There has been a lot of misinformation, conjecture and rumours in various posts/threads/forums regarding our commitment to older devices since we have started development on S922X.
I would like to set the record straight for anybody who has any doubts about our commitment to supporting older devices in the future.
I can categorically confirm that we have not abandoned or plan to abandon users with these devices, S905*/S912 based devices account for 99% of our user base, we have not lost interest or stopped development on them.
There is a lot of development on the S922X platform right now simply because it is brand new and support for it is being added from scratch.
Another rumour is that we are not interested in mainline or that we are solely focused on the legacy kernel, this again is not true, @TheCoolest has added support for mainline to OpenVFD and @afl1 has added mainline support for Mecool and WeTek tuners to our DVB driver.
We will eventually move over to the mainline kernel when it is capable of HDR and panfrost support for S912 is complete, right now the simple fact is that the Legacy kernel works far better for the general user than mainline, 4K/HDR is the main reason that people buy an Amlogic device vs Raspberry Pi and so without this… moving to mainline at this point would be an unacceptable regression for most users without this key feature.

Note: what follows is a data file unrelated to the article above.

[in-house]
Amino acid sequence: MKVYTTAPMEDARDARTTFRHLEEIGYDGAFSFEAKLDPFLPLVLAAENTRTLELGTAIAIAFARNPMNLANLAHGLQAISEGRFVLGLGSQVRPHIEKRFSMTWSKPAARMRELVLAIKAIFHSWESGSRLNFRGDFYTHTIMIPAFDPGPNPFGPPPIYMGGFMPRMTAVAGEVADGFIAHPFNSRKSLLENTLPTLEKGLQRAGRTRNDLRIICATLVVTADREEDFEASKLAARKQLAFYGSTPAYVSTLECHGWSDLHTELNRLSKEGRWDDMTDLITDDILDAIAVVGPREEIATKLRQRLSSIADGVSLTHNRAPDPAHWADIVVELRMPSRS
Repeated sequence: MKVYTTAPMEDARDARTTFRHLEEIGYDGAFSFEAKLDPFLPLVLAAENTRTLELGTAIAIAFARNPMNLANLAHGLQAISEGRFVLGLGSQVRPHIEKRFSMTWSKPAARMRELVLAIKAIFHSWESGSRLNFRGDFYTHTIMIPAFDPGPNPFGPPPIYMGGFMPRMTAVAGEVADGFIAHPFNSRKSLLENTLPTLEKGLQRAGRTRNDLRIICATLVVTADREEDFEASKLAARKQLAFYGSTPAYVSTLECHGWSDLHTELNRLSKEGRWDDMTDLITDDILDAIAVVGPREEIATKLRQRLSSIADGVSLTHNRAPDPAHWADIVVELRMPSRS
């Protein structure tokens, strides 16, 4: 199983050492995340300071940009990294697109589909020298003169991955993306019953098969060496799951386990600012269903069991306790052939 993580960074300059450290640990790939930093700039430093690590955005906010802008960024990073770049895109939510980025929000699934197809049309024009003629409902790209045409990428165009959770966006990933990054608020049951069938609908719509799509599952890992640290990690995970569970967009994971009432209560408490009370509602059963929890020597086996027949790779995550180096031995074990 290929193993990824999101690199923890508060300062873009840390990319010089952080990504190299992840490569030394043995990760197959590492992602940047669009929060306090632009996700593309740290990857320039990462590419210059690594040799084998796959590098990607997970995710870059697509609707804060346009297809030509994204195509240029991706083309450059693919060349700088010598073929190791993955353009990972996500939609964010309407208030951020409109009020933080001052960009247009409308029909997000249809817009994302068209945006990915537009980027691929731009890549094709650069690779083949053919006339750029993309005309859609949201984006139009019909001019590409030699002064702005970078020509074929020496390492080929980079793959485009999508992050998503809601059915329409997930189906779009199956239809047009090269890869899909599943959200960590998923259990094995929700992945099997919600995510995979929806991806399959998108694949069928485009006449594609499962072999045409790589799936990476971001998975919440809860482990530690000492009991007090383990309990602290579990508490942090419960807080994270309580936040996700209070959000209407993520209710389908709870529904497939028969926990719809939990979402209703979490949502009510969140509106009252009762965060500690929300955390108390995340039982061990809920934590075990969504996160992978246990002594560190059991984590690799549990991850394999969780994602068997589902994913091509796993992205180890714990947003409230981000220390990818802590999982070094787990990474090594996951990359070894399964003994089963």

If anybody else has any questions they would like to put to the team then feel free to ask and one of us will respond.
Thanks for the explanation and the focus on your user base.
Far too many OSS projects become more about the process and personalities at the expense of the product and its consumers. Not to say that playing with the new hotness isn’t also rewarding and developers need rewards beyond just the satisfaction of a job well done and the occasional gratitude of users.
Nonetheless, thanks for an excellent product and the extensive support you provide for it.
While I understand the commitment to get all possible functions working on each device supported, my impression is that quite a number of users do not have a requirement at this time for 4K, HDR and other ‘more advanced’ niceties.
This caused me to wonder if some sub-section for devices that receive no development at all, would be useful for some users with unsupported devices, to even get a very basic 1080 system working for IPTV and LiveTV.
Those devices could be put into an ‘unsupported’ category, but have at least rudimentary functions.
I suppose it might be too much distraction from the devs more serious work, but maybe something like that could be considered.
I own a couple of 905W Tanix devices and bought them in preference to a R-Pi, because I got two of them for what a completed R-Pi would cost me here.
I do not need any of the ‘niceties’ referred to above, but cost/benefit is a huge factor when on limited income. I have no idea if my situation is in any way common, but certainly the Tanix devices are more acceptable to everyone in the family from all aspects than a now discarded R-Pi was.